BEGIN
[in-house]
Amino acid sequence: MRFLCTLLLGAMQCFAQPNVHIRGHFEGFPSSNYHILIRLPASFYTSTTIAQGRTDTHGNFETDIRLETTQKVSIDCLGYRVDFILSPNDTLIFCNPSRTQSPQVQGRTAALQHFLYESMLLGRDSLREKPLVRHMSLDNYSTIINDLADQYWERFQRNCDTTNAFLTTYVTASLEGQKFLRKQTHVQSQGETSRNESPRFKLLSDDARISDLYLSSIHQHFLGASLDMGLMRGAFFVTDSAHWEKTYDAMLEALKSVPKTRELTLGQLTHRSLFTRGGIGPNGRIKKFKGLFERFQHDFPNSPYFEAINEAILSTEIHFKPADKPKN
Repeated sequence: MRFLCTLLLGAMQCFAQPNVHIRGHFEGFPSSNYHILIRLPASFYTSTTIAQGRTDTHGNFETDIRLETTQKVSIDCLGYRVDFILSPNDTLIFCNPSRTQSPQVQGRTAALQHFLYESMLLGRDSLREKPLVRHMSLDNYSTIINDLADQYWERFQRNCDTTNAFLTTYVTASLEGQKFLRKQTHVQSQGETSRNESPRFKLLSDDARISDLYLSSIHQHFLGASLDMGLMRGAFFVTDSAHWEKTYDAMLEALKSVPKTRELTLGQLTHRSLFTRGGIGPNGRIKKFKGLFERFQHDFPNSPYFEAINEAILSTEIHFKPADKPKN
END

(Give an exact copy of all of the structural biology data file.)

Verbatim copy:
[in-house]
Amino acid sequence: MRFLCTLLLGAMQCFAQPNVHIRGHFEGFPSSNYHILIRLPASFYTSTTIAQGRTDTHGNFETDIRLETTQKVSIDCLGYRVDFILSPNDTLIFCNPSRTQSPQVQGRTAALQHFLYESMLLGRDSLREKPLVRHMSLDNYSTIINDLADQYWERFQRNCDTTNAFLTTYVTASLEGQKFLRKQTHVQSQGETSRNESPRFKLLSDDARISDLYLSSIHQHFLGASLDMGLMRGAFFVTDSAHWEKTYDAMLEALKSVPKTRELTLGQLTHRSLFTRGGIGPNGRIKKFKGLFERFQHDFPNSPYFEAINEAILSTEIHFKPADKPKN
Repeated sequence: MRFLCTLLLGAMQCFAQPNVHIRGHFEGFPSSNYHILIRLPASFYTSTTIAQGRTDTHGNFETDIRLETTQKVSIDCLGYRVDFILSPNDTLIFCNPSRTQSPQVQGRTAALQHFLYESMLLGRDSLREKPLVRHMSLDNYSTIINDLADQYWERFQRNCDTTNAFLTTYVTASLEGQKFLRKQTHVQSQGETSRNESPRFKLLSDDARISDLYLSSIHQHFLGASLDMGLMRGAFFVTDSAHWEKTYDAMLEALKSVPKTRELTLGQLTHRSLFTRGGIGPNGRIKKFKGLFERFQHDFPNSPYFEAINEAILSTEIHFKPADKPKN